The university is itself a means of production

If we examine the whole [labour] process from the point of view of its result, the product, it is plain that both the instruments and the subject of labour, are means of production, and that the labour itself is productive labour. (Marx, Capital Vol. 1, Ch. 7)

Following on from my earlier notes, I wanted to be clearer about what I understand by the ‘means of production’.

Marx clearly defines the ‘means of production’ as “the instruments and the subjects of labour”, which, when combined with human labour i.e. work, becomes a productive force.

The elementary factors of the labour-process are 1, the personal activity of man, i.e., work itself, 2, the subject of that work [i.e. raw materials or the product of a previous labour process – in our case ‘prior knowledge’], and 3, its instruments [i.e. technology, buildings, roads, etc.]. (Marx, Capital Vol. 1, Ch. 7)

Therefore, when we speak of the university itself as a ‘means of production’, we refer to the configuration of its ‘instruments’ (e.g. technology, buildings, etc.), and the ‘subject of labour’ (e.g. prior knowledge). In other words, the ‘means of production’ refers to the university’s structural, technological and bureaucratic configuration as a form of capital for the production of knowledge. The university incorporates prior knowledge into its production process and the knowledge it produces is offered as the ‘subject of labour’ elsewhere, resulting in capital accumulation (i.e. growth).

The academic and student are brought together by this configuration in order to produce new knowledge through their labour. However, in a content-driven form of higher education, the student’s role shifts towards that of a consumer of knowledge which is produced by academics and, increasingly, through a global, social process that is distributed via mass forms of communication e.g. the Internet. In this consumer role, the student is profoundly dis-empowered, having become integral to the exchange process (the moment at which surplus value/profit is realised), rather than the production process (the moment at which value is created).

If the purpose of higher education is the production of knowledge, its product is knowledge and so we must examine the whole labour process from this standpoint, beginning not from the exchange process, nor from the point of view of its instruments (i.e. technology) but from the labour process.

That labourer alone is productive, who produces surplus-value for the capitalist, and thus works for the self-expansion of capital. If we may take an example from outside the sphere of production of material objects, a schoolteacher is a productive labourer, when, in addition to belabouring the heads of their scholars, they work like a horse to enrich the school proprietor. That the latter has laid out their capital in a teaching factory, instead of in a sausage factory, does not alter the relation. Hence the notion of a productive labourer implies not merely a relation between work and useful effect, between labourer and product of labour, but also a specific, social relation of production, a relation that has sprung up historically and stamps the labourer as the direct means of creating surplus-value. To be a productive labourer is, therefore, not a piece of luck, but a misfortune.(Marx, Capital, Vol. 1, Chapter 16)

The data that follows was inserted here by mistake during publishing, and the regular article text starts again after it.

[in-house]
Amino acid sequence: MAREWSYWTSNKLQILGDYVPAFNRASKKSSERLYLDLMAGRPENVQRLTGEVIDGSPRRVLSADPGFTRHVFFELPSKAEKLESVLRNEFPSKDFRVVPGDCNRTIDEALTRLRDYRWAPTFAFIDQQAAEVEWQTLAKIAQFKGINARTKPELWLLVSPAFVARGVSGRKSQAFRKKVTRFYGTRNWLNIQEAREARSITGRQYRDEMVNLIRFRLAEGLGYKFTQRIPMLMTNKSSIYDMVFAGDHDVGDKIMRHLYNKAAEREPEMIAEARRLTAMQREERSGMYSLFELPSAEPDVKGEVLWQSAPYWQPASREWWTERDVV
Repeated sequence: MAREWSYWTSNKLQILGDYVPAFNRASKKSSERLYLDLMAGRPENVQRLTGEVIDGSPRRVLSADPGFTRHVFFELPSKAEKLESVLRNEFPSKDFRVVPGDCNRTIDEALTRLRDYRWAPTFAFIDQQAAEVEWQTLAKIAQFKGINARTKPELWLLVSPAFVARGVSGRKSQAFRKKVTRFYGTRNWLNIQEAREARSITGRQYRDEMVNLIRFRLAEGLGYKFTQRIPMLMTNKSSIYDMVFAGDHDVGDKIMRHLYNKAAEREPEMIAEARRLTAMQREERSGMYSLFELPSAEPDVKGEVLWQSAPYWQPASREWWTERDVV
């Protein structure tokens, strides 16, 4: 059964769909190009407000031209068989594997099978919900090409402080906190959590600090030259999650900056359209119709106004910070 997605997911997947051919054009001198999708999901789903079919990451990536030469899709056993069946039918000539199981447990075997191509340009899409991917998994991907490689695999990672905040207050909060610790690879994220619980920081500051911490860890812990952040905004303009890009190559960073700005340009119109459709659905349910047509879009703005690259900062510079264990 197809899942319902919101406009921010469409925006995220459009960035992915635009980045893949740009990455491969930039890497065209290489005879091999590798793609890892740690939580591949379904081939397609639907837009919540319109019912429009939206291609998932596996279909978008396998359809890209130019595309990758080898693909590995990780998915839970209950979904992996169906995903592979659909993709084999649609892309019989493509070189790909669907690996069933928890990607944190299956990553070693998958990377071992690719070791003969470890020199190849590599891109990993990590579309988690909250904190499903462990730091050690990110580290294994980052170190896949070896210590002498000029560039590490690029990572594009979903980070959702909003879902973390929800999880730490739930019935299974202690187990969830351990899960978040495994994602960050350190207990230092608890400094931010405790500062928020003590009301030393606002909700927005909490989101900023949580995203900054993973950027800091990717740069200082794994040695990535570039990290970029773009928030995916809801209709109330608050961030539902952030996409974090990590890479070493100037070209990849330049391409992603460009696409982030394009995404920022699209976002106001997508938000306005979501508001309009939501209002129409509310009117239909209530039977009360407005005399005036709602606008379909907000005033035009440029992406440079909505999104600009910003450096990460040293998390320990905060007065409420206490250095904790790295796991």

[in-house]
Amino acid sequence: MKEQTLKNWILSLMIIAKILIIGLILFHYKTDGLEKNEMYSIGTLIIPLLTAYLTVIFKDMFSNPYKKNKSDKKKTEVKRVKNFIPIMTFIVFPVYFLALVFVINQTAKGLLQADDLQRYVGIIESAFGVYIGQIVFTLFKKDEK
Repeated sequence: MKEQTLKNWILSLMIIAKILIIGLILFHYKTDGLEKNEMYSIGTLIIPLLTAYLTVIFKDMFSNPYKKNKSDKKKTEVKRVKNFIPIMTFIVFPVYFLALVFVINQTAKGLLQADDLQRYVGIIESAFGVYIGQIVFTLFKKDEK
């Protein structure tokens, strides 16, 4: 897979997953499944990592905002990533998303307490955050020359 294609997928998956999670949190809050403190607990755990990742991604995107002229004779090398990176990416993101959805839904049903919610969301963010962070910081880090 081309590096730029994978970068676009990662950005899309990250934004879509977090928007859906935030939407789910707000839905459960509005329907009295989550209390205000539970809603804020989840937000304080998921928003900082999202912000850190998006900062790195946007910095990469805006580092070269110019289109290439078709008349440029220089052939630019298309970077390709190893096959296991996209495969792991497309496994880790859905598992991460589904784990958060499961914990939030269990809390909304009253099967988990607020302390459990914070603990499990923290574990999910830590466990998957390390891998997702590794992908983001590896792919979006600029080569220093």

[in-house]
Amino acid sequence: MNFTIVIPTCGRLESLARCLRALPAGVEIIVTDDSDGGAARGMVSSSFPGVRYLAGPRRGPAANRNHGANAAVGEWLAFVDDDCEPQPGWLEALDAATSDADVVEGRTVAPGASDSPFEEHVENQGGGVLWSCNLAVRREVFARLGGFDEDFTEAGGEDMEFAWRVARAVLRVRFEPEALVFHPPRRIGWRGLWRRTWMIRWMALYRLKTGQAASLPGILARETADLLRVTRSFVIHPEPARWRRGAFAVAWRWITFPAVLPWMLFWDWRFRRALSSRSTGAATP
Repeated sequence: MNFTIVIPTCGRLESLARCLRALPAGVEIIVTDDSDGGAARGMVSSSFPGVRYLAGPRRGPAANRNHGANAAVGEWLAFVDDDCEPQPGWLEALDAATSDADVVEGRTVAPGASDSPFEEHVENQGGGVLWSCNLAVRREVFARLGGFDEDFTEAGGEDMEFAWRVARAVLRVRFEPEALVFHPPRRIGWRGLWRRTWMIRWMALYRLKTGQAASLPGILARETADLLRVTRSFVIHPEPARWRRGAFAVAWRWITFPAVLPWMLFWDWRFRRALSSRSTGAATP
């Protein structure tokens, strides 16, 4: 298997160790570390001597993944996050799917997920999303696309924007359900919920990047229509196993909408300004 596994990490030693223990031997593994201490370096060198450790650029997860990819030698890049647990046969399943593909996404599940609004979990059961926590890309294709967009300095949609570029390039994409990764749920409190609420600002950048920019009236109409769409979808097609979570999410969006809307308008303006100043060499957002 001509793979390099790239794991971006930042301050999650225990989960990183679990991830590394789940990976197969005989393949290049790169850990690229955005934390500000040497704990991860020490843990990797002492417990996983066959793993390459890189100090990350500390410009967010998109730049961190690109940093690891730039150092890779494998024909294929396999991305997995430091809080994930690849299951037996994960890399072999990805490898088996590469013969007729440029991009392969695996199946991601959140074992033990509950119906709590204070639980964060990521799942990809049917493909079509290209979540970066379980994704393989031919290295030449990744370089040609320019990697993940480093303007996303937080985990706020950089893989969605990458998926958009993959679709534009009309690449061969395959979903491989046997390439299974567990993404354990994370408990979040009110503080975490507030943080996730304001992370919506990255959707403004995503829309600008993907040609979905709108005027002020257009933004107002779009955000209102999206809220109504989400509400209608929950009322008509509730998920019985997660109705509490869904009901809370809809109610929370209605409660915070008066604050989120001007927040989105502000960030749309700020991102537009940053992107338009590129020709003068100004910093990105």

Finally, a word of caution on the use of the term ‘immaterial labour‘ to refer to the labour of academics and students.

Marx never used the term ‘immaterial labour’. Obviously this should not deter us from using the term if it is a useful development of Marx’s critique of political economy, but in this case, it is not. Marx was aware of the term ‘immaterial labour’, but critical of it as a reified, liberal concept that contributes to class division. Those who use the term ‘immaterial labour’ to refer to the work of academia usually do so in a polemical, political way. In this sense it is a positive, fetish category, rather than the basis of a negative, critical standpoint. It offers nothing to the clarity of meaning that Marx provides with his own critique of labour and can be easily confused with the essential category of ‘abstract labour’. If labour can indeed be distinguished as ‘immaterial’, then following Marx, we might assume there are ‘immaterial commodities’, too, and the historical-materialist method is abandoned. Marx’s critique of the commodity form, value and labour are comprehensive and inclusive of what we might think of as material and immaterial and to start with ‘immaterial labour’ is to start from a position which is against Marx.

Of course, the ideas around ‘immaterial labour’ raised by Lazzaranto, Negri and others are interesting, but ultimately add nothing to a critical theory of commodity production as the basis of capitalist social relations.  For a concise and critical examination of the expression ‘immaterial labour’, see Haug (2009). For an expansive study of intellectual (not ‘immaterial’) and manual labour, see Sohn-Rethel (1978).

For our purposes in understanding the university itself as a means of production, the labour of students and academics is encapsulated by Marx when he states:

On the one hand all labour is, speaking physiologically, an expenditure of human labour-power, and in its character of identical abstract human labour, it creates and forms the value of commodities. On the other hand, all labour is the expenditure of human labour-power in a special form and with a definite aim, and in this, its character of concrete useful labour, it produces use-values. (Capital Vol. 1, Chapter 1)